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COCA COLA and Ozone Depleting Refrigeration

Coca ColaThe logo is probably the most universally recognised for any global brand - the curving lines that spell CocaCola.

But for several weeks in 2000 it began to look a bit different when environmentalists and AdBusters launched a campaign to press the company to live up to the “green” ambitions of the Sydney Olympic Games where Coca Cola was a major sponsor. In a series of humorous “dummy” advertisements and in several protests the logo changed to spell Climate Change.

The focus of the campaign was Coca Cola’s use of ozone-damaging hydrofluorocarbons (HFC’s) in itsrefrigeration units. The campaigners argued that as a massive global business they should stop using them and adopt alternative cooling systems. Coca Cola were not alone in using HFCs, they had been ubiquitous in commercial refrigerators. But as the world’s media were preparing to descend on Sydney, Coca Cola became a major target.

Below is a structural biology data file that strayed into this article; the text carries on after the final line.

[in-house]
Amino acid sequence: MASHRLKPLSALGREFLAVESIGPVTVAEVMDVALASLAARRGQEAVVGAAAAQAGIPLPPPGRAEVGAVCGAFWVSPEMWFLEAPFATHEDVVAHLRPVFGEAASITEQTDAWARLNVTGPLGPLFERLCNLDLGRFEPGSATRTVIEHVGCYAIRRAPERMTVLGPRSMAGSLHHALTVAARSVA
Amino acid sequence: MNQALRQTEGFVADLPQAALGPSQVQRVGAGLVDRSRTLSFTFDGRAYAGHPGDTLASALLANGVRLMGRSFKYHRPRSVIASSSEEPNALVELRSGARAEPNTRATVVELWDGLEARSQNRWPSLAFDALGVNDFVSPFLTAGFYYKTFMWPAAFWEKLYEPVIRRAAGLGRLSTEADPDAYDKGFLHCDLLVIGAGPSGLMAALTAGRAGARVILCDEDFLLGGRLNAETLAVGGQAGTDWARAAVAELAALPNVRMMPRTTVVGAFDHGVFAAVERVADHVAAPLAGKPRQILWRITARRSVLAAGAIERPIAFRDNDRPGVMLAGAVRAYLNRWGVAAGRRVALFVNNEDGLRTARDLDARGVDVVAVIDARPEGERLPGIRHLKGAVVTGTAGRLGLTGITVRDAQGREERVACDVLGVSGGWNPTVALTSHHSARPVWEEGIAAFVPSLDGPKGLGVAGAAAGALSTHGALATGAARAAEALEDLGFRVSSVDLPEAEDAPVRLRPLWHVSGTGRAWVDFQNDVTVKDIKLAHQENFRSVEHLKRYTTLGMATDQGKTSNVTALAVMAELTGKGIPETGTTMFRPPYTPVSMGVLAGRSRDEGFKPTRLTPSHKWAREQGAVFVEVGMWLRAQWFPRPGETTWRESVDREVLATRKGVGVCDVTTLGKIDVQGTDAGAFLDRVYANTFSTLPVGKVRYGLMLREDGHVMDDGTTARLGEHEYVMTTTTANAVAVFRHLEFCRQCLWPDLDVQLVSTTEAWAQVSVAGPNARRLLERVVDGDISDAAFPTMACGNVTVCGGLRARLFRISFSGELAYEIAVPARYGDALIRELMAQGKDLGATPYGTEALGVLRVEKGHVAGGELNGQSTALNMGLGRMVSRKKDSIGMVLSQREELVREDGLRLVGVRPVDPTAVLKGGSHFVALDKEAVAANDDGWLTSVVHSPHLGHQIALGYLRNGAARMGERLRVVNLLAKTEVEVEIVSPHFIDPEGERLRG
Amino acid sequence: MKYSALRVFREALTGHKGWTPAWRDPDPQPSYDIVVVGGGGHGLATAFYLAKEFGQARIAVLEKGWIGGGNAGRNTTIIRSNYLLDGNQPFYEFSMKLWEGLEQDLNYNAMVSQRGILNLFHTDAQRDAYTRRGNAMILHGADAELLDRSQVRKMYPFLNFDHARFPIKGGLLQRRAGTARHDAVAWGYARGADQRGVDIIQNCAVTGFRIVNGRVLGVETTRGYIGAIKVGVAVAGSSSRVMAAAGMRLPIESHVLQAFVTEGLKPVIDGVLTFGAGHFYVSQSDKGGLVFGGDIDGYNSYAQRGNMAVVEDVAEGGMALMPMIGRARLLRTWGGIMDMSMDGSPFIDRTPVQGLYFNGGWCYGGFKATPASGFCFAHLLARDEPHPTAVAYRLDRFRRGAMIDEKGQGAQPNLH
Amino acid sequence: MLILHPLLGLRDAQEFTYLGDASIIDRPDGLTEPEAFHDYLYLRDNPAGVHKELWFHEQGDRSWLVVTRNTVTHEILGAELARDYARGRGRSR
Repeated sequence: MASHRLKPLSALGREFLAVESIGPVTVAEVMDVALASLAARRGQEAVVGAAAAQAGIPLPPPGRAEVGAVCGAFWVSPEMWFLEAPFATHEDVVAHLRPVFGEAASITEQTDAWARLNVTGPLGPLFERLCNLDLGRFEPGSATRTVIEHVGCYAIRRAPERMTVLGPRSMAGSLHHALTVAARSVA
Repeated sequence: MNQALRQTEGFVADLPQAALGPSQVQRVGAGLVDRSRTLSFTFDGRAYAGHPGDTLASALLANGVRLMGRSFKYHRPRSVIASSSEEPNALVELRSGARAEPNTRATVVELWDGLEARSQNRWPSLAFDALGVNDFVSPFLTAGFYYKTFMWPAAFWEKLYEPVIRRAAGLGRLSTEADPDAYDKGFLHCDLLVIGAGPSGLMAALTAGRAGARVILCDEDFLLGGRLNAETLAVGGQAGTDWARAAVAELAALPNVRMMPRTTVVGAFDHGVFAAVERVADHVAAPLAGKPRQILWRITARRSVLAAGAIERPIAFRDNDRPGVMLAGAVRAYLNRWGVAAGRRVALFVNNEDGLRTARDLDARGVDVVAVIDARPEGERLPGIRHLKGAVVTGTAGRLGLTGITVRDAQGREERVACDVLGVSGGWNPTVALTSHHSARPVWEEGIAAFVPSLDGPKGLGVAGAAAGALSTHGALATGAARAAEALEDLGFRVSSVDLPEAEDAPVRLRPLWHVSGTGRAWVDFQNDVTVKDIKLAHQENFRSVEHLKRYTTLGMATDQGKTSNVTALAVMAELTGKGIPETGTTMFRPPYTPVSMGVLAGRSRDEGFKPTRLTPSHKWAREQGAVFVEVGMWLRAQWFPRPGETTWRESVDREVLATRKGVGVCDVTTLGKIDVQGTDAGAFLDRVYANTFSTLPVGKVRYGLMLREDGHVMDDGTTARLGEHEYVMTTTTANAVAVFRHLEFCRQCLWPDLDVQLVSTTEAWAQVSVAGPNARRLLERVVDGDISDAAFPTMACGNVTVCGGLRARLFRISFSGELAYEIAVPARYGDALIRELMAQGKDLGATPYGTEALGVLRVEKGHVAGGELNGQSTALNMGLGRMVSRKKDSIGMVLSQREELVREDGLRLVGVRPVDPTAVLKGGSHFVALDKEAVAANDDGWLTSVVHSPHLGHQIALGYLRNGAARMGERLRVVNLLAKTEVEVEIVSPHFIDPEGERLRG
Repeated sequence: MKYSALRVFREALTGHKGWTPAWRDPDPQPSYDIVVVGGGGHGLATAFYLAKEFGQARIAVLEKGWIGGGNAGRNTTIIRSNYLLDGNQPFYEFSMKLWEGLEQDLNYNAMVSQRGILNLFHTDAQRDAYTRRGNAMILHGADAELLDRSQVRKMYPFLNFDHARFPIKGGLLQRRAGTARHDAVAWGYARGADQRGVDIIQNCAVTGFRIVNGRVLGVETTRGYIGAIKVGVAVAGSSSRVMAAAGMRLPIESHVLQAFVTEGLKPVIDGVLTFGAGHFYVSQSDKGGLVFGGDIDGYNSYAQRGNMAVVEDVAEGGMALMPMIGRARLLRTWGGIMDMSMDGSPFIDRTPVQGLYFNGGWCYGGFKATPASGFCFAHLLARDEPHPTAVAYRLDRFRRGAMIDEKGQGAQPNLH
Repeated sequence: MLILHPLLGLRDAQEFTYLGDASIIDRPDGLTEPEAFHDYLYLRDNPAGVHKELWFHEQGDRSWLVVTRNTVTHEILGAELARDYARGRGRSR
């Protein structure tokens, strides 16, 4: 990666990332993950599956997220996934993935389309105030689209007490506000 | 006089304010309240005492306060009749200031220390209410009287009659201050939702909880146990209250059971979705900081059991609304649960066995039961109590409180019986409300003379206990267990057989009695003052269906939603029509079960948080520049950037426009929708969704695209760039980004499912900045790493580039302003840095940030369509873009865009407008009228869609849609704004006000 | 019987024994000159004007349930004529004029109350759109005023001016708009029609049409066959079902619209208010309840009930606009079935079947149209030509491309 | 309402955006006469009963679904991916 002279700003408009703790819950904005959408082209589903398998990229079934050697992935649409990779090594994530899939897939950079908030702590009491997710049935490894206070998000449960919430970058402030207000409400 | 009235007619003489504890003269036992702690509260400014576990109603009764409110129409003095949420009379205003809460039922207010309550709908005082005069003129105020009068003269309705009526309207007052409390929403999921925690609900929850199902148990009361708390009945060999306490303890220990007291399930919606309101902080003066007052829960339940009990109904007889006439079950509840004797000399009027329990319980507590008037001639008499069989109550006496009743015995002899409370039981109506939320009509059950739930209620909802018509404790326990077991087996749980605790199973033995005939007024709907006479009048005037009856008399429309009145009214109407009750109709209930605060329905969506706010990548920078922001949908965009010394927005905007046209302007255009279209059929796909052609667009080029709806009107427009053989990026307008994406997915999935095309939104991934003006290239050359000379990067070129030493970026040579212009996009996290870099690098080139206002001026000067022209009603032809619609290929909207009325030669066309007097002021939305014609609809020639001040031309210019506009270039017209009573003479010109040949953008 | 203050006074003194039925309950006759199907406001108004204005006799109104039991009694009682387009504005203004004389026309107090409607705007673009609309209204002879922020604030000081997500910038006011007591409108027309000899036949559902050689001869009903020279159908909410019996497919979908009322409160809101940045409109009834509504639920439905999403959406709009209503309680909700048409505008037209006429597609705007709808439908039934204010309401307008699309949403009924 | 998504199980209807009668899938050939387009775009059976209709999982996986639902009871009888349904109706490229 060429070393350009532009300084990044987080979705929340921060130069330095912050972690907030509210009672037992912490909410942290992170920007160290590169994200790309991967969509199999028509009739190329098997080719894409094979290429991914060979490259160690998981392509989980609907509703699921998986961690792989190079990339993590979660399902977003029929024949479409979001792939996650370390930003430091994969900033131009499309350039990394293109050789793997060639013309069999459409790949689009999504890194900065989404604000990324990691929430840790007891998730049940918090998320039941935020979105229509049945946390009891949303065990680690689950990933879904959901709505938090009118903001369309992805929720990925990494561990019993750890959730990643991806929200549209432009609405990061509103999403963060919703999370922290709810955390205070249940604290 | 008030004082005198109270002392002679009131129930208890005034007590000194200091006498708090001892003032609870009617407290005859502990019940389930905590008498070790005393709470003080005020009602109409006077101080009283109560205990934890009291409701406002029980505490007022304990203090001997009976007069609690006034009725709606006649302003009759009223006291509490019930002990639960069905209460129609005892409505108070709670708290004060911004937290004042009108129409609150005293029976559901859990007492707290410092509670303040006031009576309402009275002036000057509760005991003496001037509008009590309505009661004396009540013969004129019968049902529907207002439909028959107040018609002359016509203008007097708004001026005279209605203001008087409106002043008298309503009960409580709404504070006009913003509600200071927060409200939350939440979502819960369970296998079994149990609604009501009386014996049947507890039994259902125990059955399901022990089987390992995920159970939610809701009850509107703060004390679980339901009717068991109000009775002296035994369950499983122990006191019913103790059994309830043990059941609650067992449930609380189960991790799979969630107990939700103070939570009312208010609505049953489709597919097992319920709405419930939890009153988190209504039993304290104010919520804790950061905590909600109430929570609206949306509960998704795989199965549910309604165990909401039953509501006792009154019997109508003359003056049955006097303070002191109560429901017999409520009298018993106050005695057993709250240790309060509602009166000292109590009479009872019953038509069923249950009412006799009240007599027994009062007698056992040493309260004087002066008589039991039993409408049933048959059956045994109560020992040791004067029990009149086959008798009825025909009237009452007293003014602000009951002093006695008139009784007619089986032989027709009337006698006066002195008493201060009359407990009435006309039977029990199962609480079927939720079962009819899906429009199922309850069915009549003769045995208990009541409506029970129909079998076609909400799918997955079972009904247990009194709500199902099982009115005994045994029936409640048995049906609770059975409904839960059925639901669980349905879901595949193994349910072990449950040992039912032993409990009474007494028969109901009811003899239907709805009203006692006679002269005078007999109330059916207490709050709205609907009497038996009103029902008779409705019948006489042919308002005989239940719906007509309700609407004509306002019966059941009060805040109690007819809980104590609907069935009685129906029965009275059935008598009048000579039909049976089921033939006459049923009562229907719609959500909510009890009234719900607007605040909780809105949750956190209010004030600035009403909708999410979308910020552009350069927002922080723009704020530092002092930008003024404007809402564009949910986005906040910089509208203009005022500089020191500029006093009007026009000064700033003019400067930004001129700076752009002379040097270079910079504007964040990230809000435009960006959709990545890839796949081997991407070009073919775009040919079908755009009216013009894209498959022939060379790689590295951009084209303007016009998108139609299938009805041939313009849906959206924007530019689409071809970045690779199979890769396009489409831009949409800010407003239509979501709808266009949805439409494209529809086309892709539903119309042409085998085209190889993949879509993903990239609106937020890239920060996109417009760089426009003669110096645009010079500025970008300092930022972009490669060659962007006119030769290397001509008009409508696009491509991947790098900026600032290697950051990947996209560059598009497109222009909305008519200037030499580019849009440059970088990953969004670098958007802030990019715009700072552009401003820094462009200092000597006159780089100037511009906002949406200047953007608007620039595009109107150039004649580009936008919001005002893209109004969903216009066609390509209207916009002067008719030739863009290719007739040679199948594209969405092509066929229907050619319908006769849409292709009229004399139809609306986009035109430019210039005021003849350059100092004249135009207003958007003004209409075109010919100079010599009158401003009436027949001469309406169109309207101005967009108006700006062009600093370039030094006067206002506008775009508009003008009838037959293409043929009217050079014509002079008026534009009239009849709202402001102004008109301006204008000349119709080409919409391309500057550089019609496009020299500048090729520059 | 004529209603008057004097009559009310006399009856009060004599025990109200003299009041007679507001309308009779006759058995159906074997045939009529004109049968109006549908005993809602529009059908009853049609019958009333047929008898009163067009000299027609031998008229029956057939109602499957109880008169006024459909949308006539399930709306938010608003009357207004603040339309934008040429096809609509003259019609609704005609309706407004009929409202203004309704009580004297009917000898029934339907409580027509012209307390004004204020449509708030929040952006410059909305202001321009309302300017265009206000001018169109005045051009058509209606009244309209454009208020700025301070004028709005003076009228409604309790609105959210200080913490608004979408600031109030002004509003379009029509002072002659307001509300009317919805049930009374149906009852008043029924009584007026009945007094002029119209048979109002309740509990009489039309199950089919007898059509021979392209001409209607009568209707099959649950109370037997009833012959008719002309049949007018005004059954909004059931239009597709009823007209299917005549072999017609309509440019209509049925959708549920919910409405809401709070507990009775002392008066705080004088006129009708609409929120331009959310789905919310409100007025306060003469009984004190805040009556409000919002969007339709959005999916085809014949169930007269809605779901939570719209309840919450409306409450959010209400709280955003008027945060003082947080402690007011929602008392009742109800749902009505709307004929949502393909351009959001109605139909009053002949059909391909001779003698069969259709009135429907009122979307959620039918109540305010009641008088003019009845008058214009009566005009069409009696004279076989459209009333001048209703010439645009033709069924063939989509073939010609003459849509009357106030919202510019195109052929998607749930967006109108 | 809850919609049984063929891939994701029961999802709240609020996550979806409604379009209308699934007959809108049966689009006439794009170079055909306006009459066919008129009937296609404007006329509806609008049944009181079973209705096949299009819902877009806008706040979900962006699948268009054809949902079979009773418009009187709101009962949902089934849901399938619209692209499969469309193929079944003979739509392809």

Realising the potential for negative publicity at the Olympics, the Corporation committed to buying non-HFC refrigerators whenever commercial alternatives existed by the next Games in Athens 2004.

It was a prudent move that avoided making promises that could not be delivered, but clearly signalled its concern for the environment. It was also a rapid response to the pressure they were beginning to feel, but headed off more serious damage to their image. It also allowed Coca Cola to legitimately use the policy as evidence of its commitment to protecting the environment and its ambition to continually move toward sustainability.

Coca Cola today has a clear CSR policy that covers social as well as environmental issues and an Environmental Management System known as ecosystem.

Article by Rod Macrae, Macrae Media & Communication

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